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Men choose internet diets

In the past six months, leading UK supermarket giant, Tesco, has seen a 200 per cent increase in the number of men signing up to its online diet service

In the past six months, leading UK supermarket giant, Tesco, has seen a 200 per cent increase in the number of men signing up to its online diet service. In response, the tescodiets.com site is launching a tailored version of its site specifically for men.

With the diet industry so targeted towards women, men have found it difficult to find a suitable way to lose weight, but two-thirds of men in the UK are clinically overweight, compared to just over half of women, according to the National Obesity Forum.

The problem of obesity is growing 50 per cent faster in men than in women, but surveys show that men are only about half as likely as women to make the effort to diet.

Catherine Ambrozewicz, head of tescodiets.com, says, "Losing weight is a very sensitive issue for many men. They have a completely different mindset, not least that they hate the word diet.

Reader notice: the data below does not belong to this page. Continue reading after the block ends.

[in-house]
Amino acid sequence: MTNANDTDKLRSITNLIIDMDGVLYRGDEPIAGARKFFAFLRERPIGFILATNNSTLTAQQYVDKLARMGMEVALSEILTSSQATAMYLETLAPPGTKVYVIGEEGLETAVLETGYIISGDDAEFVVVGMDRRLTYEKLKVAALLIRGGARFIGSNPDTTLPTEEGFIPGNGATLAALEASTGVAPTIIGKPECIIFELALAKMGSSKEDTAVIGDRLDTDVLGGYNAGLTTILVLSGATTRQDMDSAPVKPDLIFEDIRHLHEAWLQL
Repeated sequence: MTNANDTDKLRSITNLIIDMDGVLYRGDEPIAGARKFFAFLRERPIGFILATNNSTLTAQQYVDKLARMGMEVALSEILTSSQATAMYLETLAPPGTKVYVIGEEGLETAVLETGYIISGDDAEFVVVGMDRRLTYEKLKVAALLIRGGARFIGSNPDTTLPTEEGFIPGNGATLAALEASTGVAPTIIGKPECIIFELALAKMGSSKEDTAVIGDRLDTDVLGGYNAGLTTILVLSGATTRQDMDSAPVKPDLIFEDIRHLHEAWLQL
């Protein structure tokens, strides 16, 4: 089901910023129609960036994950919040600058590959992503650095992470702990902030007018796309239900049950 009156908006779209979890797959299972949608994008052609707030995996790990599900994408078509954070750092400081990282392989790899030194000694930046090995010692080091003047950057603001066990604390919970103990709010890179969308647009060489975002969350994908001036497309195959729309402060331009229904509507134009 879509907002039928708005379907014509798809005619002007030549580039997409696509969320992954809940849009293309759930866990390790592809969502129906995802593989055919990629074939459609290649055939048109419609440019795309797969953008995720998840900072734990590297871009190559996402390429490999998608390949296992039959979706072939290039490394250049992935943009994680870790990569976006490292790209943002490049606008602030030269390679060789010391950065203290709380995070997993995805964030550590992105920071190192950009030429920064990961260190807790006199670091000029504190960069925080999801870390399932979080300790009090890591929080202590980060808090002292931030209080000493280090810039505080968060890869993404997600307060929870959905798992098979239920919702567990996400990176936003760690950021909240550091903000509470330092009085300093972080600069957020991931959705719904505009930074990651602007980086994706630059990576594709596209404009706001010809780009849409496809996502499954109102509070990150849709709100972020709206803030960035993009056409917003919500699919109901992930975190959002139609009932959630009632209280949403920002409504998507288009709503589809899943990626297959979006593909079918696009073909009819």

"There is a lot of peer pressure for men to be one of the guys and unfortunately it appears to be a less-than-manly activity to be seen to be dieting.

"Online, men can lose weight in private without having to endure the embarrassment of the weekly weigh-in."

The men's version of the site will use male-specific language and images. It will also offer 'man-friendly' meal plans, such as the Gi diet, specially modified to allow moderate amounts of alcohol and the occasional curry or fried meal. It will provide comprehensive weekly menus and shopping lists.

The reasons behind why women and men diet are often quite different. While women may want to look better in their clothes, many men want to diet for a health reason.

Catherine Ambrozewicz says: "Sixty-five per cent of our male subscribers are aged over 35 and many have had a wake-up call with regards to their health. The importance of health will be reflected in the new men-only website."

Dr David Haslam, chair of the National Obesity Forum, says: "We welcome the news that men are increasingly being offered appropriate help and structured support with regards to their weight and its impact on their health."

17th June 2009

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